In order to gain the most from the MUNA experience students should:
- Familiarize themselves with their assigned country’s economics, government and alliances
- Prepare a position paper on each of the four resolutions from their assigned country’s perspective
- Prepare the formal speech they may have been assigned
- Anticipate amendments, alliances and new resolutions
- Be prepared to take risks, make new friends and have a great deal of fun
Questions on counsellor/student preparation may be directed to email@example.com.
There are two components of effective preparation for a meaningful MUNA experience; the general and the specific.
General Preparation: We suggest two areas of study. Both delegates and counselors should familiarize themselves, first, with the country they will represent; its history, geography, people, economy, system of government, and international alignments.
It is also vital that the history, objectives, operations, and achievements of the United Nations be thoroughly reviewed and understood. A successful learning experience at MUNA requires that participants have an appreciation of the role of the UN as an instrument of world peace and understanding. Three websites could be quite useful for preparation in this general area; The UN www.un.org and www.outreach.un.org, the United Nations Association in Canada www.unac.org and the United Nations Association of the United States www.unausa.org.
Reading, listening and viewing of daily news, magazines and journals, including those of the country you represent will provide a good deal of general background in international trends and developments.
Specific Preparation: The MUNA Committee will choose a set of agenda items of current interest in the UN General Assembly. All delegations must study these specific topics. Each agenda item is set out in the form of a resolution. The resolutions are posted on this website about three to four months prior to MUNA to facilitate research and study. They are discussed and brought to a vote on the floor of the Assembly. It is important that each delegation be adequately knowledgeable and able to advance or defend the views of the member state it represents in order to generate an informed and lively debate.
Delegations are advised of the particular resolution to which one of its delegates must speak. Although time limitations will allow only one delegate the opportunity to speak in the Assembly, both must be informed so that they can participate in the discussions in committees. Both delegates delivering parts of the same speech much like a relay is discouraged. They may take turns in expressing their country’s position. Delegates must be sure to research all aspects of the resolution, particularly unfamiliar terms and relevant UN documents.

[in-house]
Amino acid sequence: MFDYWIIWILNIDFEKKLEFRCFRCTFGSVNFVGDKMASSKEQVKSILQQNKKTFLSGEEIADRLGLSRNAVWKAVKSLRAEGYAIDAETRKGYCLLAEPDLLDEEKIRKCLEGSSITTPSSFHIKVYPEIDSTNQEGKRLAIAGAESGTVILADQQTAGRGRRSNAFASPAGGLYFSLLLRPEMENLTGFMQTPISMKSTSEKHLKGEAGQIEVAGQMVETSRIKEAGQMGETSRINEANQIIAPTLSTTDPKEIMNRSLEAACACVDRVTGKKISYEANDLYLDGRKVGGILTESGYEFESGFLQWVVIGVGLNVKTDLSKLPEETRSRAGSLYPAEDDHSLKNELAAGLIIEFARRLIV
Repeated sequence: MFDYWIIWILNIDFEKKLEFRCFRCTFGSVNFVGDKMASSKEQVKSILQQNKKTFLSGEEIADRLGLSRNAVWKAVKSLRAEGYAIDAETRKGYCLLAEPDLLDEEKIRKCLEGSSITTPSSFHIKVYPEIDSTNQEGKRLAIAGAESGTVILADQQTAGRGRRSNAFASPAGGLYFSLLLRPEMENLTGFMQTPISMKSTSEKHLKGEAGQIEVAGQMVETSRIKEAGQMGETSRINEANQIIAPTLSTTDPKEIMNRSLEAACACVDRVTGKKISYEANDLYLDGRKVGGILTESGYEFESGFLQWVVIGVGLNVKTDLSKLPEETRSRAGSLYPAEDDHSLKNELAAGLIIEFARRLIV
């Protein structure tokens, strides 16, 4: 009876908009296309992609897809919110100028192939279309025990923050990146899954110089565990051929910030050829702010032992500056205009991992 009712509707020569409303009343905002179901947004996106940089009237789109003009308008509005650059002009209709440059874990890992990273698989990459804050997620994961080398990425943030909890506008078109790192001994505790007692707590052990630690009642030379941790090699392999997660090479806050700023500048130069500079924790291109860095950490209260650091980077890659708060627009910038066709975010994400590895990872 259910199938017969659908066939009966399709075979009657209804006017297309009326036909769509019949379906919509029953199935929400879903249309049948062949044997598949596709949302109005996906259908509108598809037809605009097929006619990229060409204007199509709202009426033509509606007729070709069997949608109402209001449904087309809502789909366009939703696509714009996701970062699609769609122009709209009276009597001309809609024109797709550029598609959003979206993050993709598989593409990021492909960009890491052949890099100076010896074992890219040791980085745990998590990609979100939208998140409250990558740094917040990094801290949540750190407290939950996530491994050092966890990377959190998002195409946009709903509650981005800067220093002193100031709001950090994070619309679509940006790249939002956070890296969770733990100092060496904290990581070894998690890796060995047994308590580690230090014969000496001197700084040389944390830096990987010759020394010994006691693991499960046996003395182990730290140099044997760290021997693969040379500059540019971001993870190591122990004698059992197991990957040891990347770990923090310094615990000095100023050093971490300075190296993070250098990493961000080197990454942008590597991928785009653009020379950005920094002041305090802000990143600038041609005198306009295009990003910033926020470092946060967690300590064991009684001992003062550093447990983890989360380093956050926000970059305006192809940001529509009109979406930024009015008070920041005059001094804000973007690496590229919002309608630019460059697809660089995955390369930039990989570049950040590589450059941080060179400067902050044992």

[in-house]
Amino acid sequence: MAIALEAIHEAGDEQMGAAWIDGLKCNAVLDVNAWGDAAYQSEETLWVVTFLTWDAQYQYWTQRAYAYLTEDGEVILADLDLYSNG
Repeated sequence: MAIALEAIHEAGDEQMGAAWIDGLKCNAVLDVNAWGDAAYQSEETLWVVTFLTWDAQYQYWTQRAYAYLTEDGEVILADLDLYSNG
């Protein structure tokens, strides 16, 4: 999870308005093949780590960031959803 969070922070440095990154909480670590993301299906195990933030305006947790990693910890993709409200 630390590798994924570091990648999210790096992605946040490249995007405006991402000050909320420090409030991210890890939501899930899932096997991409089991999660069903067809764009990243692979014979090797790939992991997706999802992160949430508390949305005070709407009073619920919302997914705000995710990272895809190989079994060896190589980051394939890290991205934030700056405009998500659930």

The mover and seconder of the resolution each may speak for five minutes. Other delegations slated to speak to the item are allowed three minutes each. The five or three minute address should be prepared and written up in advance of the opening session.
Delegates must be sure to support their statements with statistics, facts, and quotations from reliable sources. The speaker must always address the President and no one else. As delegates are representatives of a country, they must speak using terms such as my country, my government, and/or the country’s name, rather than I, me or we . Similarly, when referring to other delegates, one should avoid saying he, she, or they. Instead, use of terms such as the Honourable Delegate, Honourable Delegate from (country’s name), or country’s name by itself, are more courteous and conventional ways of indicating the person to whom the reference is made.
Delegates and counselors are strongly advised to familiarize themselves with parliamentary rules of procedure as well as those specific to the UN General Assembly. The former can be done by closely reading Robert’s Rules of Order. Excerpts from applicable portions of Robert’s Rules of Order are posted on this MUNA website in the form of a grid followed by explanations.
Delegates will be able to participate more effectively in the debates if they are familiar with basic rules such as Points of Order, Points of Privilege or Personal Privilege, Challenging the Chair, and/or Suspending the Rules.
Research of pertinent information on the specific agenda item assigned to each delegation and the overall preparation of delegates for debate will depend in large part upon the initiative and resourcefulness of the delegates and the guidance they receive from counsellors. Role of Counsellors as advisor and guide to students is very important in the preparation process. GOOD LUCK!